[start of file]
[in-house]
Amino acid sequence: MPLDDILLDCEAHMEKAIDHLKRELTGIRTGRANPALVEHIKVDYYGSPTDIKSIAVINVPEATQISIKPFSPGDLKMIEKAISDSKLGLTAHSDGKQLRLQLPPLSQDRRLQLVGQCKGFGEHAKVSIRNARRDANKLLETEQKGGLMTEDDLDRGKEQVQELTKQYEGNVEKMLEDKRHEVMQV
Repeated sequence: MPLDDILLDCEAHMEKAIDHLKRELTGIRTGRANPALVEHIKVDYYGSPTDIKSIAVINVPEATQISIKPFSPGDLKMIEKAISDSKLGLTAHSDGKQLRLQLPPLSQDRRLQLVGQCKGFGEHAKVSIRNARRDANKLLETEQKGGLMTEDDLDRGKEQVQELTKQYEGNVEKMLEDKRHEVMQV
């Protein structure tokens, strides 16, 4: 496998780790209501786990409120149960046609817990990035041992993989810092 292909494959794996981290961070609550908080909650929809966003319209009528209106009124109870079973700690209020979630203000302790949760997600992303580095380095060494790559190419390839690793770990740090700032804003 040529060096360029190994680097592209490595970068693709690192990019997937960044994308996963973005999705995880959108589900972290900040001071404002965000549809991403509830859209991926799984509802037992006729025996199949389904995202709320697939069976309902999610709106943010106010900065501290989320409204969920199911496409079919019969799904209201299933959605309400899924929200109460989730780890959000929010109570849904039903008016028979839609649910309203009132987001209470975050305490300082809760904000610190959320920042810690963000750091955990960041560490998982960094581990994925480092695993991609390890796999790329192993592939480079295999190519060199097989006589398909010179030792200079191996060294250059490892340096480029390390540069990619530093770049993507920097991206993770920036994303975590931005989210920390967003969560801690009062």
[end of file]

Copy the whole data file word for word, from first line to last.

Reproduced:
[in-house]
Amino acid sequence: MPLDDILLDCEAHMEKAIDHLKRELTGIRTGRANPALVEHIKVDYYGSPTDIKSIAVINVPEATQISIKPFSPGDLKMIEKAISDSKLGLTAHSDGKQLRLQLPPLSQDRRLQLVGQCKGFGEHAKVSIRNARRDANKLLETEQKGGLMTEDDLDRGKEQVQELTKQYEGNVEKMLEDKRHEVMQV
Repeated sequence: MPLDDILLDCEAHMEKAIDHLKRELTGIRTGRANPALVEHIKVDYYGSPTDIKSIAVINVPEATQISIKPFSPGDLKMIEKAISDSKLGLTAHSDGKQLRLQLPPLSQDRRLQLVGQCKGFGEHAKVSIRNARRDANKLLETEQKGGLMTEDDLDRGKEQVQELTKQYEGNVEKMLEDKRHEVMQV
């Protein structure tokens, strides 16, 4: 496998780790209501786990409120149960046609817990990035041992993989810092 292909494959794996981290961070609550908080909650929809966003319209009528209106009124109870079973700690209020979630203000302790949760997600992303580095380095060494790559190419390839690793770990740090700032804003 040529060096360029190994680097592209490595970068693709690192990019997937960044994308996963973005999705995880959108589900972290900040001071404002965000549809991403509830859209991926799984509802037992006729025996199949389904995202709320697939069976309902999610709106943010106010900065501290989320409204969920199911496409079919019969799904209201299933959605309400899924929200109460989730780890959000929010109570849904039903008016028979839609649910309203009132987001209470975050305490300082809760904000610190959320920042810690963000750091955990960041560490998982960094581990994925480092695993991609390890796999790329192993592939480079295999190519060199097989006589398909010179030792200079191996060294250059490892340096480029390390540069990619530093770049993507920097991206993770920036994303975590931005989210920390967003969560801690009062």